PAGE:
Subscribe to get our latest investment news and insights straight to your inbox.

Transition to clean energy to form a critical part of the investment strategy

Reading Time: 2 minutes
Markets are failing to factor in the speed of the transition to clean energy, says George Whiting, Head of Institutional & Retail Business Development for the Perennial Better Future Trust, in a presentation delivered titled The Energy Transition: Some empirical cause for optimism.

Whiting draws a bullish picture of a world transitioning away from fossil fuels faster than anticipated with solar and roof top solar poised to be a significant source of energy by 2026. Wind is also increasing its percentage share of energy capacity, while coal and natural gas are reducing as a percentage of the overall energy mix.

Morgan Stanley expects renewable generation to contribute 45 per cent of global electricity consumption by 2030, and the share of solar and wind will nearly triple by 2030 in the power consumption mix.”

“In Australia, the uptake of renewables has been significant, especially since 2021-22, a trend we expect to continue.”

Whiting says despite the empirical evidence about the speed of the energy transition, it’s the Trust’s belief that markets have not factored this into their investment thinking.

“When it’s considered that one-third of the ASX will be directly impacted by the energy revolution and another third indirectly, it doesn’t seem feasible for it not to be a critical element of any investment strategy. But despite this tailwind, we believe that markets are inefficient and are not pricing it in the short term.”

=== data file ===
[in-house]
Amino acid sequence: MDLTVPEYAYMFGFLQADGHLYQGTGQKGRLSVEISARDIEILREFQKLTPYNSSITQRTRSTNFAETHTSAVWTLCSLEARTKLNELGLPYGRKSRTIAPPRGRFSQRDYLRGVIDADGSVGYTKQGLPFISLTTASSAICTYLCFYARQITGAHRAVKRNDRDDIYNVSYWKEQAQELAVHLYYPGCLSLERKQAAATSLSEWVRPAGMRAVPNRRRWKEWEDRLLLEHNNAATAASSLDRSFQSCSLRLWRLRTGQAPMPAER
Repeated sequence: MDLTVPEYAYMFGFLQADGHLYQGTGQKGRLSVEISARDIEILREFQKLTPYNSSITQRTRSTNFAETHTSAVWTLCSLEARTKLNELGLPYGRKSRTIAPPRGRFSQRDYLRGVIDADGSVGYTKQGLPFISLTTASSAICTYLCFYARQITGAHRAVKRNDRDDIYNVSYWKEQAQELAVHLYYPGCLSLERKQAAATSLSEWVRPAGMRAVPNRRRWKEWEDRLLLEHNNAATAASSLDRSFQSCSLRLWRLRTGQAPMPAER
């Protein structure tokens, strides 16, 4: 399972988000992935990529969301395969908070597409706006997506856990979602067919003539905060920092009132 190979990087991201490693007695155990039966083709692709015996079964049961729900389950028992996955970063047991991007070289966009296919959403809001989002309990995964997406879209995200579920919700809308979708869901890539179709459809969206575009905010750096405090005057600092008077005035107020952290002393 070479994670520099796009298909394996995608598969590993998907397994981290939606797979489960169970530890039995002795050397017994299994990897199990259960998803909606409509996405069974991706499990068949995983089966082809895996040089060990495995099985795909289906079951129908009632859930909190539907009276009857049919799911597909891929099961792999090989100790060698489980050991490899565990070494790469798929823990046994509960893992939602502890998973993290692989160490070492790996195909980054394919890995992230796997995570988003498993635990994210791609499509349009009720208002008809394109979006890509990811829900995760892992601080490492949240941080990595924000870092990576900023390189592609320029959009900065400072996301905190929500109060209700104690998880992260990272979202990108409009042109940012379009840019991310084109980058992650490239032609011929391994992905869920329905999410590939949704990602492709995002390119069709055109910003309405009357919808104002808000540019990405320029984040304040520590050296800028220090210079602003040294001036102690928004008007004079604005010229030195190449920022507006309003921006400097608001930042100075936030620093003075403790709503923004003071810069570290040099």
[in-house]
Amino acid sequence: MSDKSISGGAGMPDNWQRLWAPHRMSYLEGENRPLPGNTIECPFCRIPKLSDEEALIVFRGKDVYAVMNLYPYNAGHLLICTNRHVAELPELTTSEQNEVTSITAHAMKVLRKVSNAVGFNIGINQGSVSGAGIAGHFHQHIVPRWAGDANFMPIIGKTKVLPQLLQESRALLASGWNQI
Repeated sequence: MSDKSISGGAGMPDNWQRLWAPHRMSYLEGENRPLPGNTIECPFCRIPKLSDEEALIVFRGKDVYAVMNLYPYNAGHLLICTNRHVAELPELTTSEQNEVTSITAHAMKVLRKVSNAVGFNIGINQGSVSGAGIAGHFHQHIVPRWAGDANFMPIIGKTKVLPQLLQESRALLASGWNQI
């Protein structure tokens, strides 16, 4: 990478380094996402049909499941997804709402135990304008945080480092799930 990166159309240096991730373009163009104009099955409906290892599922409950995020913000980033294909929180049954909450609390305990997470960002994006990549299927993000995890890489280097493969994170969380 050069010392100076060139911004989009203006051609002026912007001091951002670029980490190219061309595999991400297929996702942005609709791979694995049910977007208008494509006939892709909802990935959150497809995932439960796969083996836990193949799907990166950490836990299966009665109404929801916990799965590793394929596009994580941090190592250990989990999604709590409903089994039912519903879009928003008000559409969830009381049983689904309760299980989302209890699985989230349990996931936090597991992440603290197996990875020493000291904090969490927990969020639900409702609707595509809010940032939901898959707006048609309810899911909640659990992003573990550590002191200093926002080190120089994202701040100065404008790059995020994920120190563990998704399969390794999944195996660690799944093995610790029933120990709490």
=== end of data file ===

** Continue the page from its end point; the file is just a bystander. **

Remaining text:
“What we do is use our negative screens to really focus on avoiding headwinds from this energy revolution and tap into the tailwinds to invest in those companies that will benefit.

“So, in our portfolio, we have companies such as Calix that is effectively decarbonising the cement and lime manufacturing process.”

“We also have a stake in Meridian Energy, which is 100 per cent renewable energy retailer in New Zealand, and Alpha HPA that has commercialised the world’s first adoption of the solvent extraction purification technique to aluminium to produce ultra-high purity aluminium materials with a dramatically lower carbon profile.”

He says the myriad of drivers behind this energy transition are short, medium, and long term. “Climate change, estimated to cause $2.9 trillion in health and economic costs via air pollution, the pressing need for energy security, and the push to net zero (90 per cent of the world’s GDP has pledged to net zero) prompting at least $US500 billion via the Inflation Reduction Act in direct subsidies for low-carbon equipment manufacturing are part of the equation.

“Reoccurring energy crises due to demand or supply side issues with fossil fuels – recently highlighted by the lack of supply in 2022 – the rapid uptake of electric vehicles (the road transport sector accounts for more than 15 per cent of global energy-related emissions) and the benefits of decentralised energy systems that reduce transmission losses and increase the security of supply are other pertinent factors.”

He adds the push for renewable energy is a revolution with the potential to be as disruptive as the digital revolution of the past 20 years.

“The rate of technological change is enormous, and we think people underestimate this. For example, the batteries that are in today’s electric vehicles (EV) are quite different to those sold a few years ago.”

“A Swedish company has just announced that it’s come up with a sodium ion battery that doesn’t use lithium, cobalt, or nickel. Although this is an early stage of development, it is quite a step forward, as having access to more cheaply available materials will bring the price of EVs down and open up markets in the developing world.”

Read the original article on AdvisorVoice.